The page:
Ratings Firms Defend Assessment of Loan Securities

By Alec Klein
Washington Post Staff Writer
Tuesday, August 28, 2007

For months, securities backed by risky mortgage loans have been in trouble. Now, the credit-rating agencies that once blessed those securities as safe investments are in trouble, too.

The stock of Moody's Investors Service, one of the major raters, is down about 40 percent from its 52-week high on heavy trading. Members of Congress are calling for hearings and more oversight of the rating firms. And institutional investors and industry observers have blamed the agencies for being months late in downgrading a slew of residential-mortgage-backed securities that soon imploded, prompting hedge funds to collapse, foreign governments to intervene and mortgage firms to lay off tens of thousands.

"This is akin to a slow-moving train wreck," said Sean Egan, managing director and co-founder of Egan-Jones Ratings, a Haverford, Pa., rating firm, who has been a vocal critic of the three rating firms that dominate the field -- Moody's, Standard & Poor's and Fitch Ratings. Egan noted that the major rating agencies faced similar criticism when they maintained solid, investment-grade ratings until just weeks before WorldCom collapsed in 2002.

"We've seen this movie before," he said.

In response to the latest vitriol from investors and Wall Street analysts, the big three raters have moved in recent weeks to restore confidence in their work even as they maintain that they acted appropriately and on time. They have adjusted how they rate bonds and other financial instruments; generated a series of new reports about the market; and staged teleconferences to assuage investors hammered by the deterioration in subprime loans, which are made to borrowers with weak credit histories.

The rating firms are paid to rate bonds and other securities issued by banks and other financial institutions. The ratings are a kind of report card, with a top score of Aaa at Moody's, to give investors an idea of the creditworthiness of an investment, or the likelihood it may default.

What is less understood is how the agencies rate more complex securities, such as those backed by a pool of home loans. An underwriter, like a bank, assembles a pool of mortgages and divides them into "tranches" or levels, with different degrees of risks and returns. Investors buy those securities, banking on the underlying assets in the pool -- the monthly loan payments of the mortgage borrowers. The higher the risk, the better the potential return. The rating agencies grade the various tranches, part of a fast-growing line of business called structured finance.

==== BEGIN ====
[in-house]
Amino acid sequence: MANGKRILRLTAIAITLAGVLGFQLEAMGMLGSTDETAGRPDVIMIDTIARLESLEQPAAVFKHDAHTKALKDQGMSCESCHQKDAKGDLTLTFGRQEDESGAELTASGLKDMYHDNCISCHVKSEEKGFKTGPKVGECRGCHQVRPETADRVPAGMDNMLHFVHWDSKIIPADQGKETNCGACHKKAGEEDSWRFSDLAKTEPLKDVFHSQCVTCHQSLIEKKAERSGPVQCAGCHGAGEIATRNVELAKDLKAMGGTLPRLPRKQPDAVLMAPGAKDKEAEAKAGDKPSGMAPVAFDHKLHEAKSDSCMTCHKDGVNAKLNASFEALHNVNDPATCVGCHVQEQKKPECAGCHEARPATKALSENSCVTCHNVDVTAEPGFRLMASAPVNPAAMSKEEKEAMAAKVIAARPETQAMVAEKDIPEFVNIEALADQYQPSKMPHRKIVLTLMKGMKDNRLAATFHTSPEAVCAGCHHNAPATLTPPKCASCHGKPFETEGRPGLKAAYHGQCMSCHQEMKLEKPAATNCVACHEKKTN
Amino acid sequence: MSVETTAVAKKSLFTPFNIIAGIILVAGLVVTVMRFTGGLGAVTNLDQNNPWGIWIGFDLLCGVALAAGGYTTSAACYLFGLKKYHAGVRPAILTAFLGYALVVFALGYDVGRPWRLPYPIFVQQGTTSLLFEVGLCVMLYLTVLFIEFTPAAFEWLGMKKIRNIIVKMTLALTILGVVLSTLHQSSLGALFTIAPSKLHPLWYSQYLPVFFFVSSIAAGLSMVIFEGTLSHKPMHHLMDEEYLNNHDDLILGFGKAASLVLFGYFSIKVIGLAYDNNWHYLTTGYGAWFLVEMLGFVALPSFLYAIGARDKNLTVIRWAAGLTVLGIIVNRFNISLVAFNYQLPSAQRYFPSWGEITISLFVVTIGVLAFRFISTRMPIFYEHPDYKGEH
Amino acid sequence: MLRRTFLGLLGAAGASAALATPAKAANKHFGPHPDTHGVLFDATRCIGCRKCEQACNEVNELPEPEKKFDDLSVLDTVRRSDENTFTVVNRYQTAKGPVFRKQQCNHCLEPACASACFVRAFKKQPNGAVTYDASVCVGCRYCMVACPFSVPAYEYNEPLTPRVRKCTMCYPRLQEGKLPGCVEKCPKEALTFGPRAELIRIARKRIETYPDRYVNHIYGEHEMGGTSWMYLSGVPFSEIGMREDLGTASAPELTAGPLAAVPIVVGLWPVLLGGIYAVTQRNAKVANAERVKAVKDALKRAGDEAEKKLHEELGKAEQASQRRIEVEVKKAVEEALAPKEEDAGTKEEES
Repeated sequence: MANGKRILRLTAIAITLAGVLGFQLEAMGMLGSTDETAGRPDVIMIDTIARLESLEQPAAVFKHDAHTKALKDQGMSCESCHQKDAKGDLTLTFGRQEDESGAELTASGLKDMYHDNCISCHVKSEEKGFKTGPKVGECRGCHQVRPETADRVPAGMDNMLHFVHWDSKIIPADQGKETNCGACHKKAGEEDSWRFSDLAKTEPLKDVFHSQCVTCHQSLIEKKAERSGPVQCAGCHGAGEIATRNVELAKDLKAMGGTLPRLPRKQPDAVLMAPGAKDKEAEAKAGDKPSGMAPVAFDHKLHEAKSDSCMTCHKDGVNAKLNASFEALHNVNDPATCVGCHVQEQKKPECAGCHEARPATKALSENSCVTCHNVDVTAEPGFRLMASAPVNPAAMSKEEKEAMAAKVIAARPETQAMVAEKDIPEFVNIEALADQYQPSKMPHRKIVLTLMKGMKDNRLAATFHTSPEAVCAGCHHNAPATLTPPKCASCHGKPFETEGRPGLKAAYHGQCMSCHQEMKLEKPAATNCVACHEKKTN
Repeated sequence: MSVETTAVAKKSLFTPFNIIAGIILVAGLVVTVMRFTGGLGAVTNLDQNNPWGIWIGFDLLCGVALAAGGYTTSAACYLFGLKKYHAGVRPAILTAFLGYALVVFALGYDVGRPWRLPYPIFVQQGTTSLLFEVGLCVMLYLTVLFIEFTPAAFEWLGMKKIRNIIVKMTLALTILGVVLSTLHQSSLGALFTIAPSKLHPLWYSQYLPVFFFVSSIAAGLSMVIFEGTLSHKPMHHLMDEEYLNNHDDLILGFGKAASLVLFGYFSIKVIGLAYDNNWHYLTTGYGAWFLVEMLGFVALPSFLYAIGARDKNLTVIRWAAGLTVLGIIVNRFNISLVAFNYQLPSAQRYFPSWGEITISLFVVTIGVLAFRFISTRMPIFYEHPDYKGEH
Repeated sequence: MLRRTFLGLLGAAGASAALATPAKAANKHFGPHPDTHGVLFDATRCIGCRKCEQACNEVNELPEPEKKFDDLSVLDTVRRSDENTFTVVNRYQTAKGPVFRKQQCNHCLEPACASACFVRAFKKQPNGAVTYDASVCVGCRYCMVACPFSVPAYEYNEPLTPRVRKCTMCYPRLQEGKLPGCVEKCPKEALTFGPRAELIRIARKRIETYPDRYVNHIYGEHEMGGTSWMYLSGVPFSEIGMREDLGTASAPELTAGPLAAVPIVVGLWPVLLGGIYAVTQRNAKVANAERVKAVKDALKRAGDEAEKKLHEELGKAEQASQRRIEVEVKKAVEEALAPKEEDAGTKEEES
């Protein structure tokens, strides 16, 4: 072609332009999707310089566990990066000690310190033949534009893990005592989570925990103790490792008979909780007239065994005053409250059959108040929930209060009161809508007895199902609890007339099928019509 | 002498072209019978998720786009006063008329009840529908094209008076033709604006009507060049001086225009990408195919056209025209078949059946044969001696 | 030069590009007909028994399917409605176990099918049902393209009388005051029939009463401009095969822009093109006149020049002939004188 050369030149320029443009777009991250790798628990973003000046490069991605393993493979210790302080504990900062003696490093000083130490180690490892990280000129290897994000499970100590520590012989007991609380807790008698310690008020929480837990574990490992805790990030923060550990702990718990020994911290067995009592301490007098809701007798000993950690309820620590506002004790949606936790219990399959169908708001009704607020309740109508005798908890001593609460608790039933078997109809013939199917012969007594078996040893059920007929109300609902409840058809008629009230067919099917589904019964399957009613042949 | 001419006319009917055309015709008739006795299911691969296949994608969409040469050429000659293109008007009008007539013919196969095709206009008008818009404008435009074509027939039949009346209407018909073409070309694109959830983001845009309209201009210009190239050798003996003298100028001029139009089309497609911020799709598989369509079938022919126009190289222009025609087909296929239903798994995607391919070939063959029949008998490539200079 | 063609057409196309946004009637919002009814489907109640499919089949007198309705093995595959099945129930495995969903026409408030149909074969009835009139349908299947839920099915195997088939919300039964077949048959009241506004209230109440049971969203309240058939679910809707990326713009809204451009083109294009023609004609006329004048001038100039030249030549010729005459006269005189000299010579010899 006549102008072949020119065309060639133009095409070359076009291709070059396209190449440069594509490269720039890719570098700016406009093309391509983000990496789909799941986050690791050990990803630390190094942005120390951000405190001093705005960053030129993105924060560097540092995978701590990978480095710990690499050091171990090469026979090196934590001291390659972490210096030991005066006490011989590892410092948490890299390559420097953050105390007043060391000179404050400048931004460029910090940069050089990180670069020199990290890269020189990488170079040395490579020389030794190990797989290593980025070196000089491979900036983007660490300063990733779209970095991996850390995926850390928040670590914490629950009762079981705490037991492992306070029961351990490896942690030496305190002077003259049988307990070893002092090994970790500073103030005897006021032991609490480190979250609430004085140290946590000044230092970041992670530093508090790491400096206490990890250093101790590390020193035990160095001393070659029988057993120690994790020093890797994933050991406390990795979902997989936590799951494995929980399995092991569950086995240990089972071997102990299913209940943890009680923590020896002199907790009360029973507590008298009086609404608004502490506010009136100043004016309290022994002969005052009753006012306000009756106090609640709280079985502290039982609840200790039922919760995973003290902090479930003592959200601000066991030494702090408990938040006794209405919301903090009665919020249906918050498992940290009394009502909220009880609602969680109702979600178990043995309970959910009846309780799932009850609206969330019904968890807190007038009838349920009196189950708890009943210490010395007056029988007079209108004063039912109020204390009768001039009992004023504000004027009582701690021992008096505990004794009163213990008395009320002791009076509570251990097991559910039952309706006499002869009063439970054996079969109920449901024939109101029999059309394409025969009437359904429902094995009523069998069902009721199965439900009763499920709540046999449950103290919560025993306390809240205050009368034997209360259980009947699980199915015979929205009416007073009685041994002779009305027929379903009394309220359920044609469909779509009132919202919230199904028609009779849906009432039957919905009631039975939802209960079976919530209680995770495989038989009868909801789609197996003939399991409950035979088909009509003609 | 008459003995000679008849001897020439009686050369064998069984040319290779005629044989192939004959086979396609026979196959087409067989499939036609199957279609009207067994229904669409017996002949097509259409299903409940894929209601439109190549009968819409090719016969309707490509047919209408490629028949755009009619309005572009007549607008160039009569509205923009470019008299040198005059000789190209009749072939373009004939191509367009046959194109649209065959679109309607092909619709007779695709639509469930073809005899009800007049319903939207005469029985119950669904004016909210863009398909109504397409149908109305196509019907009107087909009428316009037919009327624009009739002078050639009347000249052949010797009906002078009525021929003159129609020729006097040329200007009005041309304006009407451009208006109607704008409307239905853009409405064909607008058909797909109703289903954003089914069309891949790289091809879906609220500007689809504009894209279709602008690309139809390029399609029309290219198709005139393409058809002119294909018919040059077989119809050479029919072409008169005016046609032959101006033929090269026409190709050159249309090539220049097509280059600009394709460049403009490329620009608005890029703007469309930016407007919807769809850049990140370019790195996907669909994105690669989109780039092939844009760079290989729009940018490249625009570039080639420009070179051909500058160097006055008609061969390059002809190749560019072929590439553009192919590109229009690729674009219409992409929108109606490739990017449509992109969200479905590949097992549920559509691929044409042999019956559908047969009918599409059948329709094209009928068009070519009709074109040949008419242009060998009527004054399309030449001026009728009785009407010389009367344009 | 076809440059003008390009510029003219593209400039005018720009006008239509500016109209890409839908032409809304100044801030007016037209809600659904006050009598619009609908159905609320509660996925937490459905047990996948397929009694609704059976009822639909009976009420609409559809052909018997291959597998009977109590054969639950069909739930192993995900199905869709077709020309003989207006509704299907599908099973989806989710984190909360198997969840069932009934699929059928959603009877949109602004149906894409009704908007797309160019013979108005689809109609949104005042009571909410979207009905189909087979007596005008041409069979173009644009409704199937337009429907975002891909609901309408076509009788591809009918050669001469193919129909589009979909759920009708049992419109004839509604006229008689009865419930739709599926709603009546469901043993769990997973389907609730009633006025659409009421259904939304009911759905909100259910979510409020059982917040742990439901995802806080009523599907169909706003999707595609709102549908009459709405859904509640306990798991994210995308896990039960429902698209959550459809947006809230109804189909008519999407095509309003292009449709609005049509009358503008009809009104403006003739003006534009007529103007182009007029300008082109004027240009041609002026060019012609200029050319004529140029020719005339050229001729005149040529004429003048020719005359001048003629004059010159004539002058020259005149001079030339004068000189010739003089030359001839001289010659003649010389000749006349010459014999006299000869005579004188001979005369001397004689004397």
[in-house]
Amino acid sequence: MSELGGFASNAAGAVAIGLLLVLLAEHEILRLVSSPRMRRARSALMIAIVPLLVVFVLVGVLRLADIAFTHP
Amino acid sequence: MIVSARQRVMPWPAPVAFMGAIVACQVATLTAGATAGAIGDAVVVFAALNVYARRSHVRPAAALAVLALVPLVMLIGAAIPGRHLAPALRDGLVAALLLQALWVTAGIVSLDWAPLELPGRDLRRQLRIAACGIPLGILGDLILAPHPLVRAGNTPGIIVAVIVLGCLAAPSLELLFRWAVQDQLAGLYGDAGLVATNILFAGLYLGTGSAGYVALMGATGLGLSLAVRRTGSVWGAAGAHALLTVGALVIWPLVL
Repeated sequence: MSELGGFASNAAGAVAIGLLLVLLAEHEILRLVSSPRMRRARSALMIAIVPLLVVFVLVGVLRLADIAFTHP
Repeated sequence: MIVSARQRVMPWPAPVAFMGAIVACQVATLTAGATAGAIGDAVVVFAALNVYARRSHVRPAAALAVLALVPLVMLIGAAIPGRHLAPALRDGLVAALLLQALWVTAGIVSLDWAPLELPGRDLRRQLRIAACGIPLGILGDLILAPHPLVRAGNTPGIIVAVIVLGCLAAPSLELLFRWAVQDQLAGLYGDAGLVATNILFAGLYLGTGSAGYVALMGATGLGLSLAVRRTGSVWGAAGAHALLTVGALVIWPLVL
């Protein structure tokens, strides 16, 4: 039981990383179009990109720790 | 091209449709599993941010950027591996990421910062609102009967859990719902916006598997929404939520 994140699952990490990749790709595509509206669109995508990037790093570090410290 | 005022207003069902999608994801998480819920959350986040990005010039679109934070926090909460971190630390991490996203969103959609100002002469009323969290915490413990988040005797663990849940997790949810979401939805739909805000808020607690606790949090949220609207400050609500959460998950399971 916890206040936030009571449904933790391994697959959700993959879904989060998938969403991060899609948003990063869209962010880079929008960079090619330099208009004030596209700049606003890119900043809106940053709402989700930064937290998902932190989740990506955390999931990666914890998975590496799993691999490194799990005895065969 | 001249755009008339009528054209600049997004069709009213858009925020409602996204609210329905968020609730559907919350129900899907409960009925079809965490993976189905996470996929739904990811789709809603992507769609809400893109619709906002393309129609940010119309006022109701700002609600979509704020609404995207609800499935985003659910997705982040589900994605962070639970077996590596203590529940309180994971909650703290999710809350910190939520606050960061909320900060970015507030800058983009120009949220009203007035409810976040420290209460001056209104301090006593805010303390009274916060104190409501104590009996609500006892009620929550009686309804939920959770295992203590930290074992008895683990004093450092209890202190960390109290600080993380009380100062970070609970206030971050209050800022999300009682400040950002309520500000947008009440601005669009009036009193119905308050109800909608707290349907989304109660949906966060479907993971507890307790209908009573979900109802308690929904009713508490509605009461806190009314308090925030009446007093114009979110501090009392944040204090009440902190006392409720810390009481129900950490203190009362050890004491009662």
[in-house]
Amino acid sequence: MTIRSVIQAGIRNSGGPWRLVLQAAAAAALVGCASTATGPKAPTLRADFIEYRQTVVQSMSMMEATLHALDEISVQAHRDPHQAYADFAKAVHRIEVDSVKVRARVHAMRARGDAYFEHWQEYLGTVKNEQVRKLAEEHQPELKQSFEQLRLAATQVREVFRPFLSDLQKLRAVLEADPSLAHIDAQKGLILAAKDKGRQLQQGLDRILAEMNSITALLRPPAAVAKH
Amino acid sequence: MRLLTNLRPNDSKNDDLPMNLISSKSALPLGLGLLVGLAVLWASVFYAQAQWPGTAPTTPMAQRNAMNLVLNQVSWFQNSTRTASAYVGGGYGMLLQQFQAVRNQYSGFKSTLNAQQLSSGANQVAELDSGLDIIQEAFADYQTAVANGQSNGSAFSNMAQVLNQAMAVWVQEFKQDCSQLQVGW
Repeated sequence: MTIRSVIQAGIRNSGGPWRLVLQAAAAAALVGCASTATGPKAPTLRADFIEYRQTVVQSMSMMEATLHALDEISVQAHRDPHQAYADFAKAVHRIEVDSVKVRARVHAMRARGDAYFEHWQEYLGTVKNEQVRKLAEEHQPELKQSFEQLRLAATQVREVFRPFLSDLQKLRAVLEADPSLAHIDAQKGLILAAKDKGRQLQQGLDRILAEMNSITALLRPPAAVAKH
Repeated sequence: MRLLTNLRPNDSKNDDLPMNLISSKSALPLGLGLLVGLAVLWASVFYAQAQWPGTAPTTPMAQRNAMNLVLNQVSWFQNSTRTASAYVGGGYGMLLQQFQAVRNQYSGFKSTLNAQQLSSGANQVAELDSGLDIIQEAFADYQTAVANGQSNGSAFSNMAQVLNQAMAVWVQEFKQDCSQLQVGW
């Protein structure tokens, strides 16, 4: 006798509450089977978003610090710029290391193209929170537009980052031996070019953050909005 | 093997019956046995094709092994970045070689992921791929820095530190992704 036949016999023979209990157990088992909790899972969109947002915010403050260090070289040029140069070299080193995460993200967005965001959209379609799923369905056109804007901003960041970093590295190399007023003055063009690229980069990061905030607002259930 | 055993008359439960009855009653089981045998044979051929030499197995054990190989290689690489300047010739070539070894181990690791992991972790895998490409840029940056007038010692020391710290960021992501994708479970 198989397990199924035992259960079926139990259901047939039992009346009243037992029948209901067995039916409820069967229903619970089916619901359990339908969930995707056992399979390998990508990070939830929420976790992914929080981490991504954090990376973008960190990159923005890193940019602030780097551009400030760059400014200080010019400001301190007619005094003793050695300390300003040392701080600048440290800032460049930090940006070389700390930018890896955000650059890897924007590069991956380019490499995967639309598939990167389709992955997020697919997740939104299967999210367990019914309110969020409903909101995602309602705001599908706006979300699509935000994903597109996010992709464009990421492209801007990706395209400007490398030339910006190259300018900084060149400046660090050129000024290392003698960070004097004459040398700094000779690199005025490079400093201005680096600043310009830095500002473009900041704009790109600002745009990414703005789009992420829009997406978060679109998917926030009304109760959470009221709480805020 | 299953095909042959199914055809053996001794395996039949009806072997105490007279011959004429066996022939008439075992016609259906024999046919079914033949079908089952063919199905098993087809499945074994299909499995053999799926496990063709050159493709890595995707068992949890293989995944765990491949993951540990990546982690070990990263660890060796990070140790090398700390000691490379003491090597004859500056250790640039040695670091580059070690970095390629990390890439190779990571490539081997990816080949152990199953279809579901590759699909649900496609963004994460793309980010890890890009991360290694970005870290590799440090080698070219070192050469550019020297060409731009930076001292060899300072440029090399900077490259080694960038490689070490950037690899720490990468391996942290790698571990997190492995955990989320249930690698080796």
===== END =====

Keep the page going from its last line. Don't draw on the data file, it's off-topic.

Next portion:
The housing boom in 2005 created a huge market for subprime loans and for securities backed by such risky mortgages. But those loans began to unravel about a year ago. The first signs: borrowers defaulting on their mortgages. Things worsened by the fall. "The rating agencies themselves for a year were putting out warning signs . . . significant reports highlighting the risks, and yet they weren't downgrading," said Joshua Rosner, managing director of Graham Fisher & Co., a New York financial research firm for institutional investors. He said the raters, in effect, were "wearing blinders."

Rosner said that part of the problem is that the raters were acutely aware of their power in the capital markets and hesitated to downgrade securities backed by subprime loans. "They were afraid their actions themselves could roil already weak markets," he said.

The other problem, he said, is that the big three credit raters are paid by the very firms they rate. Scholars in the field have frequently noted what they consider this inherent conflict of interest in the raters' business model. After decades of inaction, Congress last year passed a credit rater law to foster competition and enhance regulatory oversight.

In the case of securities backed by mortgages, the raters have an even closer relationship with the entities they rate, say those familiar with the business. They say raters advise financial institutions about how to put deals together. "In fact, they go back and forth to get the desired tranched rating," Rosner said.

The raters say they do not play a role in structuring such deals. And they say they have not made a secret of the fact that they are paid by the issuers they rate. (Rival Egan-Jones is paid solely by institutional investors.) In addition, they say that their ratings are not compromised by that relationship and that they would not jeopardize their reputation. Analysts, they also note, are not compensated based on the level of ratings they issue.

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